This morning i was surfin’ through Facebook and a particular photo caught my attention–it was of Will Mayo climbing the 2008 Ouray Ice Festival competition route (set by Jason Nelson).  I remember that moment well as it was one of the most inspirational moments (to me) in comp climbing that i had ever witnessed.  In the heat of the moment Will had dropped his tool near the end of the route. Typically this would be the end of his climb, but before you knew it, he displayed a furry of fight and kept going…trying to “rock climb” these hanging logs with one hand and his only tool left.  It was unreal, exciting, inspiring, and so rad to watch.  Ok, so, that’s the picture/moment.  I then went on to read the “thread” that followed the picture, and within said thread, there was a comment that was fully out of sorts, rude, degrading, and simply inappropriate.  “but hanging swinging logs off of climbs is idiotic. It isn’t rock climbing, it isn’t ice climbing… it’s the kind of American Gladiator bullshit which caused me to sell my television 20 years ago.”  “They’re turning this noblest of pursuits into a total joke”  It was an opinion that displayed a very selfish view on climbing.  Furthermore, “The noblest of pursuits…” come on, first off it’s climbing, ok? Climbing is rad, fun, exciting, etc. etc. but to degrade a form of climbing that embodies some of the strongest athletes on the face of the planet by calling it an abomination, or less “noble”, give your head a shake.  There are many forms of climbing, all which fall under “climbing”.  The fact that Alex Honnold Free-Solos the 1,750-Foot El Sendero Luminoso (5.12d), is that an abomination, stupid, silly, etc. ? No, just another form to which he embraces.

Ok, So, i guess the point of this post is not to face Mr. Noble, but more so to take a look between the lines.  I’m currently in France right now, between competitions, and climbing tons.  I love it, particularly I love climbing in this massive cave called “Usine”.  Usine is just off the highway close to Grenoble, France.  It’s a massive cave that holds “The” world’s hardest dry tooling routes.  The standard is set there (for dry-tooling).  Now, in the past few years, dry-tooling has become more and more popular…which is rad.  Some are getting pissy because it’s “destroying the rock”, but really…there’s a lot of rock out there…so chill (and that’s a whole other story to tackle some other day-what should be allowed vs. what should not…because we own the rock or something…right).  The fact is, more and more climbers are taking to this different style of winter climbing and it seems to be putting a lot of smiles on people’s faces.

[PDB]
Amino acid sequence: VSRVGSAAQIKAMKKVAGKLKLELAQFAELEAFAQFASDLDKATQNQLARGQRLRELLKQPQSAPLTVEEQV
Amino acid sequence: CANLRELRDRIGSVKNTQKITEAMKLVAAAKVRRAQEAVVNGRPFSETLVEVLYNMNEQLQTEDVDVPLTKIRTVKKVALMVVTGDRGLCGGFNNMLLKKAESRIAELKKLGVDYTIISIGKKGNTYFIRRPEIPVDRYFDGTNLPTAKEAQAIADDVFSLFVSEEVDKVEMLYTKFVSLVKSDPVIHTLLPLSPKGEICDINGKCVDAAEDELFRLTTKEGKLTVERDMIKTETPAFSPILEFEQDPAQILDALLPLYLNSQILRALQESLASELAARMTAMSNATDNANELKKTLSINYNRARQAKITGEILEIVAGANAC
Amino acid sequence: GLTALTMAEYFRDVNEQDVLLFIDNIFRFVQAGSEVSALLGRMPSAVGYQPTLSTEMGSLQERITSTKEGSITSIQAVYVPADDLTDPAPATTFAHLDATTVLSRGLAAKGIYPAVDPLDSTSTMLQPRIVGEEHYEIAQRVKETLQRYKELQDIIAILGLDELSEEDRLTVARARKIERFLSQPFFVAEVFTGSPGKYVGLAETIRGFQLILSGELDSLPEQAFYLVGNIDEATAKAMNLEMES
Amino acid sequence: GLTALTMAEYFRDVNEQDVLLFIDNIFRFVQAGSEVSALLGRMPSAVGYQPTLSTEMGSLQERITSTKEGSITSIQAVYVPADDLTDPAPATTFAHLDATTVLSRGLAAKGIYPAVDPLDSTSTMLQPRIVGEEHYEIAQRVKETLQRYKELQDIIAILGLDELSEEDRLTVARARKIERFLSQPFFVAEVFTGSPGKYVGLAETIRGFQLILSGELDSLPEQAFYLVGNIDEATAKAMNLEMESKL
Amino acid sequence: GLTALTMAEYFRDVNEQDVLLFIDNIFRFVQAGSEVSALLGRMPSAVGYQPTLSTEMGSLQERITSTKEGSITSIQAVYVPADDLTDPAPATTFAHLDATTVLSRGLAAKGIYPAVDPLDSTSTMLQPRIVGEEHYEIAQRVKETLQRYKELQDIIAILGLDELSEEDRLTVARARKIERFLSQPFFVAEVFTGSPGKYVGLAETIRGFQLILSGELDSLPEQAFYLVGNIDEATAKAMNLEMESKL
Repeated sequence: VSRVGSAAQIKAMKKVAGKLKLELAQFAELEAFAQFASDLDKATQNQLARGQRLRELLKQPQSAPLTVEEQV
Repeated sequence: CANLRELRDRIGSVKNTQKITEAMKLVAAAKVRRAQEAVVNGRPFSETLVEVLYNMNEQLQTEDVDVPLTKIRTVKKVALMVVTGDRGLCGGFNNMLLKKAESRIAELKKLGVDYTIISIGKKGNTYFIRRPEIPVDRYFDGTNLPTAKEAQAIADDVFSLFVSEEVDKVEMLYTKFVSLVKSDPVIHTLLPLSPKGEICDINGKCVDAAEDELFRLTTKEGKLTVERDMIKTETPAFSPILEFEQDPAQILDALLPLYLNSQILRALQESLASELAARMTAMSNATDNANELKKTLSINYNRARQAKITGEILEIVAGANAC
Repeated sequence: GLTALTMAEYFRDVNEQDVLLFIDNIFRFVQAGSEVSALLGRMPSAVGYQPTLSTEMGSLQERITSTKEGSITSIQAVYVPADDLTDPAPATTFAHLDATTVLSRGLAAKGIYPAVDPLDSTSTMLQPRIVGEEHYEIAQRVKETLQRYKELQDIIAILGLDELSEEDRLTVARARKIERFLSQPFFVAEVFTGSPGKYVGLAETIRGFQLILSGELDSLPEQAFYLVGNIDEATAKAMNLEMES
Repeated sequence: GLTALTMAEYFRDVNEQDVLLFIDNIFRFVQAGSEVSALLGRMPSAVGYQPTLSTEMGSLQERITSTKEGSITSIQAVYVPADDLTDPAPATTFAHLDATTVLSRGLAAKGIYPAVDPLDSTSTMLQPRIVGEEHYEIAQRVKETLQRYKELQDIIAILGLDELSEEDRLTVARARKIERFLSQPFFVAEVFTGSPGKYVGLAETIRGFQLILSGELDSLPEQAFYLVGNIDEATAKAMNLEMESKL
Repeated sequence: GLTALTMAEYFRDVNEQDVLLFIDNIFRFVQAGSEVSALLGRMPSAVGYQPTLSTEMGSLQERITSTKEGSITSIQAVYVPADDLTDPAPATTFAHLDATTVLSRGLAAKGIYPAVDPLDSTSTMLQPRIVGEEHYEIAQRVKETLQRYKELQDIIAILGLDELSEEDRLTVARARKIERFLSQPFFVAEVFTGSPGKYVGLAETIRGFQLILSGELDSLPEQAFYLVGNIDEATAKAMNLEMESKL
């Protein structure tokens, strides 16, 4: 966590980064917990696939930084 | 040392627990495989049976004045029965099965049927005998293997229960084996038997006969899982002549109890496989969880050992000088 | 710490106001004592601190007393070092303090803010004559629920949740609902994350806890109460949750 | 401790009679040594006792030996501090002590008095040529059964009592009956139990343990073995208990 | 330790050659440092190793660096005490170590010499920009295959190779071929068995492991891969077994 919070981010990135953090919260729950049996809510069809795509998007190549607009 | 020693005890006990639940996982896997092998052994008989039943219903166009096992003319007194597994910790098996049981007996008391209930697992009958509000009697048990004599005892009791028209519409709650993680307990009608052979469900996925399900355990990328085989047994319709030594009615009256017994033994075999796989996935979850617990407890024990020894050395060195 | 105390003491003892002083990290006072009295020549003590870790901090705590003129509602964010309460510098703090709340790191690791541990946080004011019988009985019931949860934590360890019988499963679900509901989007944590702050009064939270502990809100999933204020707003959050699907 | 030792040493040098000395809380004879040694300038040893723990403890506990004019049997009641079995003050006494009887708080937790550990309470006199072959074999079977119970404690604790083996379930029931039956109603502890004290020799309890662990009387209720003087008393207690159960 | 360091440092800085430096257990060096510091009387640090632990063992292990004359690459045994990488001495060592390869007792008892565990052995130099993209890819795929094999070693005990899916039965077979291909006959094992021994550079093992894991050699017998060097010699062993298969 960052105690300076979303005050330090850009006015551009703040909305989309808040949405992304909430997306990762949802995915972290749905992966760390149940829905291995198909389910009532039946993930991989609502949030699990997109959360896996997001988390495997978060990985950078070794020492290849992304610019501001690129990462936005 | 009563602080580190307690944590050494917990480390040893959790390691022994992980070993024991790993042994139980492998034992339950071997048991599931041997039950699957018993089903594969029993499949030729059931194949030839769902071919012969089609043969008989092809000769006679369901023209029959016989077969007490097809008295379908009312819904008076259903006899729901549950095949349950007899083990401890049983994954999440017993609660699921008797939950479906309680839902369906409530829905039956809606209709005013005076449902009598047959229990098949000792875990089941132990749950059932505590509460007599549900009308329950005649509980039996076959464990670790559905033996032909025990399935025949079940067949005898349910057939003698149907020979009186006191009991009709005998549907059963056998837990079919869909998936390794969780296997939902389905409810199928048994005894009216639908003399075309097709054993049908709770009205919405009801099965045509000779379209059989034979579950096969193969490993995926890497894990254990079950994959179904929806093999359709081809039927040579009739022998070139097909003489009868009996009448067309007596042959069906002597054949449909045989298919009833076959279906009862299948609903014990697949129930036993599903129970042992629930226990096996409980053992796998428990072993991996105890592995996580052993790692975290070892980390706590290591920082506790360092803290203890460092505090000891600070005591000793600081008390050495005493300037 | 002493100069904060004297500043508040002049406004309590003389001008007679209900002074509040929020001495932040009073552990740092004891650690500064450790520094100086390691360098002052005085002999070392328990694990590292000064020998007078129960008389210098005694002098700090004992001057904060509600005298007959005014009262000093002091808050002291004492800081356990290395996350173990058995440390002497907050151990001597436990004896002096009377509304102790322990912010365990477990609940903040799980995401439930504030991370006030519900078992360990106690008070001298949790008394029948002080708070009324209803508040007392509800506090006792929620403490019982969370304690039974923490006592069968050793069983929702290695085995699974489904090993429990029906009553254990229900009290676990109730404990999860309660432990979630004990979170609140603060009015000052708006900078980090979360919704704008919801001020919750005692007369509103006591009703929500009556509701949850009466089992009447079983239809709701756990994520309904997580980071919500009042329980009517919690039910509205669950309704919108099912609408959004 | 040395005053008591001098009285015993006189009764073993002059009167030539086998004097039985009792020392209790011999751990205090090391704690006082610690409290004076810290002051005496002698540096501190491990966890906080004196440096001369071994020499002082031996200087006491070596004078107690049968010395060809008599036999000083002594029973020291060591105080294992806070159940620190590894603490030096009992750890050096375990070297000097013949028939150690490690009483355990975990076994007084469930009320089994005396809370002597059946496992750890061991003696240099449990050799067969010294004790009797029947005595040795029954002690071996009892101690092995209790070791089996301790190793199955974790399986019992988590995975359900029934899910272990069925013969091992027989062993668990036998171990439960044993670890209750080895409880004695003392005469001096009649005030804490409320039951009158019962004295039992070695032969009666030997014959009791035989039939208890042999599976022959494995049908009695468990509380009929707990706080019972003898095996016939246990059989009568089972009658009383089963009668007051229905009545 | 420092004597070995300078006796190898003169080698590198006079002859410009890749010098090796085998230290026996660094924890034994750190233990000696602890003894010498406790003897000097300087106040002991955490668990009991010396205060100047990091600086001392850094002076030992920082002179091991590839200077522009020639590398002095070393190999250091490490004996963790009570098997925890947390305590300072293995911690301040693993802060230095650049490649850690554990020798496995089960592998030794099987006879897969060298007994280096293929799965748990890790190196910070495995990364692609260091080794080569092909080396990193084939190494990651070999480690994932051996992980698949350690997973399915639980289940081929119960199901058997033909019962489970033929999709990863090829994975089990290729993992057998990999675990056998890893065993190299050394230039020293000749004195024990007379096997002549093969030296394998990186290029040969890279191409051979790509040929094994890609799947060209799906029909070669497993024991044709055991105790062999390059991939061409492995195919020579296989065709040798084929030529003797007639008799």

Within mixed climbing and dry-tooling, there’s different styles; there used to be heel spurs, but that eventually got faded out because it made the climbing too easy, along with other circus tricks (like stacking of tools, etc.).  So as the fairly new sport evolved, it got to a place where routes were being sent in “good form”, or, “current form”.  However, there are still different styles that some live religiously by, like the figure four (where throwing one leg over the opposite sided arm, allowing for a restful position, or to reach the next hold easier).  The french, well, some french, refuse to figure four…as they think it makes it too easy to climb certain moves.  SO the french, they just huck themselves up, or across, the route.  It’s rad to watch, very athletic, and takes a certain kind of strength to do so.  NO problem.  And of course, within mixed and dry tooling you have the different styles of routes. In dry-tooling you have drilled pockets and natural pockets.  Same with mixed climbing.  And this is where we get into it.

Grades.  This seems to be a hot topic in the world of mixed or dry-tooling.  And let me just throw this out there…good luck.  There’s no consensus on grades…and quite frankly…i can’t see there ever being one.  There are so many variables, factors, situations, etc. that come into play when grading a route.  Throughout the past couple of years there’s been a lot of motivated climbers getting after it.  It’s been awesome to see. But it’s been interesting to see how grades have been being “tossed around”.  I’ve had the opportunity to climb at a lot of venues around the world.  SOme i still need to get to (can’t wait to climb in Vail).  But the most interesting thing I’ve noticed within all these venues is that there’s absolutely zero connection in the grades.  Now, fair enough…drilled pockets vs. natural holds, vs. ticked holds, vs, conditions, vs. “this year there’s more ice” vs. “this year there’s no ice”, vs. well i’m too short, vs. well he got lucky that his tool stayed on those holds vs. the sun was in my eyes and i couldn’t find the holds vs. well i climb 5.14 and it felt harder than that so it must be… vs. i’ve never tried so hard in my life so it must be…vs vs vs vs vs vs vs.  All these variables have lead to a disarray which is causing the sport to stumble.  Countless times over the last few years i’ve seen certain athletes get on “high graded” routes, crush, and down grade instantly.  Test pieces that were established years ago can, by some, be found now as warm ups.